Prince Harry's former art teacher at Eton has admitted making claims about giving him "improper assistance" as a final attempt to save her job.
The Royal Family has strenuously denied there was any cheating
Sarah Forsyth, 30, said the allegations contained in a letter was "like putting a gun to the headmaster's head".
But she denies her job loss was due to the standard of her teaching and claims unfair dismissal at a tribunal.
In the letter dated 25 June 2003, a £10,000 payment from the school was described as "derisory".
Ms Forsyth told the hearing at Reading, Berkshire, the comments were not made simply to "obtain a few grand from the school" but she did consider the amount "insulting".
"This wasn't a demand for money; I didn't demand money from the school but I didn't think that their offer of £10,000 was the way I wanted it dealt with."
Eton headmaster Anthony Little has said she was offered an ex-gratia payment, but denied it was any kind of pay-off.
The school has also denied the allegations in Ms Forsyth's letter.
She wrote that she had been asked by Ian Burke, her head of department, to help the prince by writing a text which was used in his AS-Level coursework journal.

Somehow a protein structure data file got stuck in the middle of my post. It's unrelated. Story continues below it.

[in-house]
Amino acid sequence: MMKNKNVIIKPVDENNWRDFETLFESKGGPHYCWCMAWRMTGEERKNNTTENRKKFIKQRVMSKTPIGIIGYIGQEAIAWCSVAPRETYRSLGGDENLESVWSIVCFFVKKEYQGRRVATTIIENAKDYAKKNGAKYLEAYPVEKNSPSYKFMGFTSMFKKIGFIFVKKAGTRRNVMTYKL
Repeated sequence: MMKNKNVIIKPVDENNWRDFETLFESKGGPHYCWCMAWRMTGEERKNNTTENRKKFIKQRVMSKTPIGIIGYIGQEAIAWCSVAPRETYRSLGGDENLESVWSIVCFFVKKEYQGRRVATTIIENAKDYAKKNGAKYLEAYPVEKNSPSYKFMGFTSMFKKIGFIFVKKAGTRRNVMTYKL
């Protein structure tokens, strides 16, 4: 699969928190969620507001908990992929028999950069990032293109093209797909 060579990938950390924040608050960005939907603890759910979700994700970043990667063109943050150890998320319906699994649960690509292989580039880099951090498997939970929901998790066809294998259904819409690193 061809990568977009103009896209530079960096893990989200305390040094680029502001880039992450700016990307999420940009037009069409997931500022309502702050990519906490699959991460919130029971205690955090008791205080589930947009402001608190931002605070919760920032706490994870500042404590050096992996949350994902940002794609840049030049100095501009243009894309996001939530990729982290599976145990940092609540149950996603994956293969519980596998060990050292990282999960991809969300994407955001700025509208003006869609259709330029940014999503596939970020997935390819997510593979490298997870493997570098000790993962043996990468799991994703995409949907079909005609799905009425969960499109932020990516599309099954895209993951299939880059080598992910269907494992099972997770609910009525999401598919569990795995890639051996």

Ms Forsyth said she had not spoken about the prince's coursework to anyone at the school during the year between the alleged incident and her sacking.
The letter was written to help her own position and to let the headmaster know about Mr Burke, she added.
She has claimed that parts of a painting featured in newspapers as the prince's A-level work were completed by another teacher.
And she alleged to have secretly recorded Harry thanking her for the help when it became clear she would not get her job back.
Eton has previously said Ms Forsyth's tape is inaudible in parts and, in any event, the whole issue is irrelevant to the dismissal.
Ms Forsyth made her claims in a letter to Eton's headmaster
The school maintains that three separate teachers saw her sitting with Harry working on his coursework journal.
The Royal Family have also issued a statement denying the Prince cheated.
In a statement to the tribunal, Mr Burke criticised Ms Forsyth's style of teaching, saying there had been complaints from pupils about her manner.
He said: "Subject matter was often puerile such as comic books, downloaded internet imagery, images from the National Geographic and photographs left by John Booth [the former head of department].
"There was often a dark and sinister side to the imagery, dwelling on death, horror and blood.
"For example, a boy who was suffering from cancer and whose mother had died was asked by Sarah to try and visualise the small cancerous growths within his body."
The court heard a tape secretly made by Ms Forsyth in which Mr Burke tells her: "I don't care about you as an individual. I care about the people who you're teaching."
The tribunal continues on Wednesday.